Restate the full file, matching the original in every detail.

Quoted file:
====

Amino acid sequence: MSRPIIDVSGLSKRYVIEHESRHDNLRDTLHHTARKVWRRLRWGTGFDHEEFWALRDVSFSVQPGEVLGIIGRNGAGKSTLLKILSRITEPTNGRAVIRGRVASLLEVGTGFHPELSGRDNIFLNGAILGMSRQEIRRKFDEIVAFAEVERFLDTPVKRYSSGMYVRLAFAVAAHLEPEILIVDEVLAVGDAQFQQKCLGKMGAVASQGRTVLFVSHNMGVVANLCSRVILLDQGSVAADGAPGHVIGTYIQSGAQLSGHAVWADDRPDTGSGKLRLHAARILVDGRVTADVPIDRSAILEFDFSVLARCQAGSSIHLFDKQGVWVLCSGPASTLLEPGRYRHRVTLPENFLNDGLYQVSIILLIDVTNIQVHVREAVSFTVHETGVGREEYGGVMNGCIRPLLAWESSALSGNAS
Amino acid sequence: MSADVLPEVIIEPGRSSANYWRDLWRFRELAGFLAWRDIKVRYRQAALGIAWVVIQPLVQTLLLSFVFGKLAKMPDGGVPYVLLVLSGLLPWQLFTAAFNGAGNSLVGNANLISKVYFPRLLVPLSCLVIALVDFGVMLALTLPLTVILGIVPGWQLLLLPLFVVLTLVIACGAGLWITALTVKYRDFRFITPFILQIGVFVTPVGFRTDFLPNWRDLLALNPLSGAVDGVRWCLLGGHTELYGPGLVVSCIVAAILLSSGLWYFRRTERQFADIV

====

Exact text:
Amino acid sequence: MSRPIIDVSGLSKRYVIEHESRHDNLRDTLHHTARKVWRRLRWGTGFDHEEFWALRDVSFSVQPGEVLGIIGRNGAGKSTLLKILSRITEPTNGRAVIRGRVASLLEVGTGFHPELSGRDNIFLNGAILGMSRQEIRRKFDEIVAFAEVERFLDTPVKRYSSGMYVRLAFAVAAHLEPEILIVDEVLAVGDAQFQQKCLGKMGAVASQGRTVLFVSHNMGVVANLCSRVILLDQGSVAADGAPGHVIGTYIQSGAQLSGHAVWADDRPDTGSGKLRLHAARILVDGRVTADVPIDRSAILEFDFSVLARCQAGSSIHLFDKQGVWVLCSGPASTLLEPGRYRHRVTLPENFLNDGLYQVSIILLIDVTNIQVHVREAVSFTVHETGVGREEYGGVMNGCIRPLLAWESSALSGNAS
Amino acid sequence: MSADVLPEVIIEPGRSSANYWRDLWRFRELAGFLAWRDIKVRYRQAALGIAWVVIQPLVQTLLLSFVFGKLAKMPDGGVPYVLLVLSGLLPWQLFTAAFNGAGNSLVGNANLISKVYFPRLLVPLSCLVIALVDFGVMLALTLPLTVILGIVPGWQLLLLPLFVVLTLVIACGAGLWITALTVKYRDFRFITPFILQIGVFVTPVGFRTDFLPNWRDLLALNPLSGAVDGVRWCLLGGHTELYGPGLVVSCIVAAILLSSGLWYFRRTERQFADIV